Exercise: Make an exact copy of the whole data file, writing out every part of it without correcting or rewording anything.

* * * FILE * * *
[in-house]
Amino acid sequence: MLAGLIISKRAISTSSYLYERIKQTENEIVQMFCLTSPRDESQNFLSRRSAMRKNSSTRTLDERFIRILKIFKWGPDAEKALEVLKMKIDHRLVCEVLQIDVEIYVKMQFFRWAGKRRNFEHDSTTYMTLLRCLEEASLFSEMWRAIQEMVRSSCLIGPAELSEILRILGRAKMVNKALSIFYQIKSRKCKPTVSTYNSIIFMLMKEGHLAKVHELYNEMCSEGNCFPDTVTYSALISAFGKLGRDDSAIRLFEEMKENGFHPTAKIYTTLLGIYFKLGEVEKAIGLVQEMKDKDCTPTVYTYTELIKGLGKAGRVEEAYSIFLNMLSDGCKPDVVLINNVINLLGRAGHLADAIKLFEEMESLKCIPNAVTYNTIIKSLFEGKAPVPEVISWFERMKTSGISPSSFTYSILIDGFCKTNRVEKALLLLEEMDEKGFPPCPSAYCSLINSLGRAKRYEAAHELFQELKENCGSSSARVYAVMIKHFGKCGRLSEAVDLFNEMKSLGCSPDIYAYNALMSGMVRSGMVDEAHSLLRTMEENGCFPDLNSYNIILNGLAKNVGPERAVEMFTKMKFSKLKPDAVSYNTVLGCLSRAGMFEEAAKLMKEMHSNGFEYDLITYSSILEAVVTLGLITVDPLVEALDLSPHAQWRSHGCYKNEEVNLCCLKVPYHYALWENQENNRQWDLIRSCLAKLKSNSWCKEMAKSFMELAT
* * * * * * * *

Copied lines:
[in-house]
Amino acid sequence: MLAGLIISKRAISTSSYLYERIKQTENEIVQMFCLTSPRDESQNFLSRRSAMRKNSSTRTLDERFIRILKIFKWGPDAEKALEVLKMKIDHRLVCEVLQIDVEIYVKMQFFRWAGKRRNFEHDSTTYMTLLRCLEEASLFSEMWRAIQEMVRSSCLIGPAELSEILRILGRAKMVNKALSIFYQIKSRKCKPTVSTYNSIIFMLMKEGHLAKVHELYNEMCSEGNCFPDTVTYSALISAFGKLGRDDSAIRLFEEMKENGFHPTAKIYTTLLGIYFKLGEVEKAIGLVQEMKDKDCTPTVYTYTELIKGLGKAGRVEEAYSIFLNMLSDGCKPDVVLINNVINLLGRAGHLADAIKLFEEMESLKCIPNAVTYNTIIKSLFEGKAPVPEVISWFERMKTSGISPSSFTYSILIDGFCKTNRVEKALLLLEEMDEKGFPPCPSAYCSLINSLGRAKRYEAAHELFQELKENCGSSSARVYAVMIKHFGKCGRLSEAVDLFNEMKSLGCSPDIYAYNALMSGMVRSGMVDEAHSLLRTMEENGCFPDLNSYNIILNGLAKNVGPERAVEMFTKMKFSKLKPDAVSYNTVLGCLSRAGMFEEAAKLMKEMHSNGFEYDLITYSSILEAVVTLGLITVDPLVEALDLSPHAQWRSHGCYKNEEVNLCCLKVPYHYALWENQENNRQWDLIRSCLAKLKSNSWCKEMAKSFMELAT